Lingering to take a few photos I then made my way up to the cableway. This section took me to the next station at Blauherd at just over 2500m. From the high pastures of Blauherd, a second, larger cablecar whisked me in a few minutes up to the Unter Rothorn. Up here at over 10000 feet the air was chilly (+3c on the station thermometer) and thinner too. Having come up so quickly, the altitude was pretty noticeable but I didn't feel ill or have a headache so I decided to rest here for half an hour before continuing. If I felt worse then I could walk down from the col to one of the lower stations and still have a good walk.
The view from here was more extensive than from Sunnegga. Zermatt appeared far below in its valley. It figured that I'd be able to see my hotel from here but couldn't make it out for sure. Around the viewing area were pictures and descriptions of all the 4000m peaks which are visible from here. We were now level with the Gornergrat, the silver dome visible on its top and could also see over the ridge to the massive, ice clad peaks of Monte Rosa, Lyskamm and the Breithorn.
After a look at the map I set off. The trail was fairly obvious, heading in a roughly Easterly direction towards the bulky peak of the Ober Rotorn a mile or so distant. The trail led down towards the col separating the 2 peaks, at first over rough stony terrain and then down an easy angled snowfield bringing me to the col at just over 2900m.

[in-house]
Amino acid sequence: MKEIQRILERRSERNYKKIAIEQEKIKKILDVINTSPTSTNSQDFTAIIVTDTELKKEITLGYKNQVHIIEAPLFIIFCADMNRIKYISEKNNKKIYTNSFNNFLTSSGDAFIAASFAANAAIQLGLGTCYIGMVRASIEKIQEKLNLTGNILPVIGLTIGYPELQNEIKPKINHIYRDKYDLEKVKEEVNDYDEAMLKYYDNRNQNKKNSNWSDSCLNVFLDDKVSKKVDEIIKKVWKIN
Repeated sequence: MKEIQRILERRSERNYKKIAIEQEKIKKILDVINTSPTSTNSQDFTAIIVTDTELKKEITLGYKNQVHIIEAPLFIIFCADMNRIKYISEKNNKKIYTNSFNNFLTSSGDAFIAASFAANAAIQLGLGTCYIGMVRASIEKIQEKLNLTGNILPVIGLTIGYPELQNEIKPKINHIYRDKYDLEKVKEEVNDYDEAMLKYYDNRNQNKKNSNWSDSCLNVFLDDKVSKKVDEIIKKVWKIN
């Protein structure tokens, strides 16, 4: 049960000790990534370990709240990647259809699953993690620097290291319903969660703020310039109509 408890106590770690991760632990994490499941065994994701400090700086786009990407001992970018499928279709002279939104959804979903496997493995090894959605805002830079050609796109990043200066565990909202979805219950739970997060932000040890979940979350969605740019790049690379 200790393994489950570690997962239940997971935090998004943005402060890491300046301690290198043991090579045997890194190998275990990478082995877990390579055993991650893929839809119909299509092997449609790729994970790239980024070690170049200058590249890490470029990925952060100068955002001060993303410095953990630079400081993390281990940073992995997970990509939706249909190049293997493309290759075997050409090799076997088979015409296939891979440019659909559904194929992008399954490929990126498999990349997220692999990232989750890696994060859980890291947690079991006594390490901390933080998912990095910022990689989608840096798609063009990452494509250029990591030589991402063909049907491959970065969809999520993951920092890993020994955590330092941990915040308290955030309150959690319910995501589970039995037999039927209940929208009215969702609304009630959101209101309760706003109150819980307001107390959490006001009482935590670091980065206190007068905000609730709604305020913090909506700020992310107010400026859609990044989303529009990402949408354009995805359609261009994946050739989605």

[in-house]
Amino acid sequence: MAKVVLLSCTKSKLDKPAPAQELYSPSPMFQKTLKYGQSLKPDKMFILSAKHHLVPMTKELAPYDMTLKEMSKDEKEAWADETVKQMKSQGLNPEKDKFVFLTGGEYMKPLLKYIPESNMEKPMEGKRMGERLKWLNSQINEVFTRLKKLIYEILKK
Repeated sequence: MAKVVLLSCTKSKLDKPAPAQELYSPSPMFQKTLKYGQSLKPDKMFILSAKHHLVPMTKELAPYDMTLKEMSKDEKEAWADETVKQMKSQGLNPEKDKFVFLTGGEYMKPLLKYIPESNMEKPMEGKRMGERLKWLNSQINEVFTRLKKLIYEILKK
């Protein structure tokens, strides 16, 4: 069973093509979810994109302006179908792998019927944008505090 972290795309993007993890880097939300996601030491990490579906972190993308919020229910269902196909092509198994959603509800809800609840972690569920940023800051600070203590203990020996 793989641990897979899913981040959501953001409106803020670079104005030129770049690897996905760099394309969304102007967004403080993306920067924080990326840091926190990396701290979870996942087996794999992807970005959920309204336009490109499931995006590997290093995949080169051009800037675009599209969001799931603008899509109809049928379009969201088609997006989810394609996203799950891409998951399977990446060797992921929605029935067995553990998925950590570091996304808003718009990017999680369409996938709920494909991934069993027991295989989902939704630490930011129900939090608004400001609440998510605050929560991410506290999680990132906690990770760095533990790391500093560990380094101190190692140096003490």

"500m to climb - about 1600 feet - should be OK" I thought. The track turned right and led on down in the direction of Blauherd. My route led off up to the left of the main track over a large drift of snow. This narrower path was easily visible leading across the mountainside above climbing steadily.
The summit was up to the left above a line of cliffs and the path seemed to be heading around the peak to avoid these cliffs and go up around the far side of the mountain. There was no difficulty at all so far but as the trail steepened, I began to notice the altitude again. Passing one of the eye shaped monuments, on the route (these describe plant, animal, human and spiritual life as one progresses higher) the route turned around more to the North East towards the icy Strahlhorn and spikey rocks of the Rimpfischhorn and now zig-zagged up to become level with the cliffs on the left. The path turned above these on the ridgeline in front.